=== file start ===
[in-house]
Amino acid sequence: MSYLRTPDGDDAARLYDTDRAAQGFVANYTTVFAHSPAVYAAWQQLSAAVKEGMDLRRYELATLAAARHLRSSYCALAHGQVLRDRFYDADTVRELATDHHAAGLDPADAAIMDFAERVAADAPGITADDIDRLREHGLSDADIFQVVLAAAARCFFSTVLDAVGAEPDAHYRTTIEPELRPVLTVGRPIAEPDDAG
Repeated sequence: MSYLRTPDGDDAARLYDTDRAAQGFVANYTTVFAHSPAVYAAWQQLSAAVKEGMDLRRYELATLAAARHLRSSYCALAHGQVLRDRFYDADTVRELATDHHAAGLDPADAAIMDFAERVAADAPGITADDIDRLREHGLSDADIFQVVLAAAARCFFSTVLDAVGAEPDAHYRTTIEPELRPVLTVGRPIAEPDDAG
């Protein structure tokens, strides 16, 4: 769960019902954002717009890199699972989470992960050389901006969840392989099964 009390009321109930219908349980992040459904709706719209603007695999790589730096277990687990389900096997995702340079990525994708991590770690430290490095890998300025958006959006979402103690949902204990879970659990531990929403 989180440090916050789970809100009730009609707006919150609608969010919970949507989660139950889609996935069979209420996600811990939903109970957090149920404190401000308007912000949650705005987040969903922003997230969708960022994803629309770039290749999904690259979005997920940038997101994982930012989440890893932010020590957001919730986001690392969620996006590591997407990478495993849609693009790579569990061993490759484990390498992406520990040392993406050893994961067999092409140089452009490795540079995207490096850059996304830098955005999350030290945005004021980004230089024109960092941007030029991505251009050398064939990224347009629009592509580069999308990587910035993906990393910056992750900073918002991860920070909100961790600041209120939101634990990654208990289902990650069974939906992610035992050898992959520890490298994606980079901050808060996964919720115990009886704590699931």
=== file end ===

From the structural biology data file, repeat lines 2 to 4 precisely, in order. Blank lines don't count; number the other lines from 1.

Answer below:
Amino acid sequence: MSYLRTPDGDDAARLYDTDRAAQGFVANYTTVFAHSPAVYAAWQQLSAAVKEGMDLRRYELATLAAARHLRSSYCALAHGQVLRDRFYDADTVRELATDHHAAGLDPADAAIMDFAERVAADAPGITADDIDRLREHGLSDADIFQVVLAAAARCFFSTVLDAVGAEPDAHYRTTIEPELRPVLTVGRPIAEPDDAG
Repeated sequence: MSYLRTPDGDDAARLYDTDRAAQGFVANYTTVFAHSPAVYAAWQQLSAAVKEGMDLRRYELATLAAARHLRSSYCALAHGQVLRDRFYDADTVRELATDHHAAGLDPADAAIMDFAERVAADAPGITADDIDRLREHGLSDADIFQVVLAAAARCFFSTVLDAVGAEPDAHYRTTIEPELRPVLTVGRPIAEPDDAG
């Protein structure tokens, strides 16, 4: 769960019902954002717009890199699972989470992960050389901006969840392989099964 009390009321109930219908349980992040459904709706719209603007695999790589730096277990687990389900096997995702340079990525994708991590770690430290490095890998300025958006959006979402103690949902204990879970659990531990929403 989180440090916050789970809100009730009609707006919150609608969010919970949507989660139950889609996935069979209420996600811990939903109970957090149920404190401000308007912000949650705005987040969903922003997230969708960022994803629309770039290749999904690259979005997920940038997101994982930012989440890893932010020590957001919730986001690392969620996006590591997407990478495993849609693009790579569990061993490759484990390498992406520990040392993406050893994961067999092409140089452009490795540079995207490096850059996304830098955005999350030290945005004021980004230089024109960092941007030029991505251009050398064939990224347009629009592509580069999308990587910035993906990393910056992750900073918002991860920070909100961790600041209120939101634990990654208990289902990650069974939906992610035992050898992959520890490298994606980079901050808060996964919720115990009886704590699931």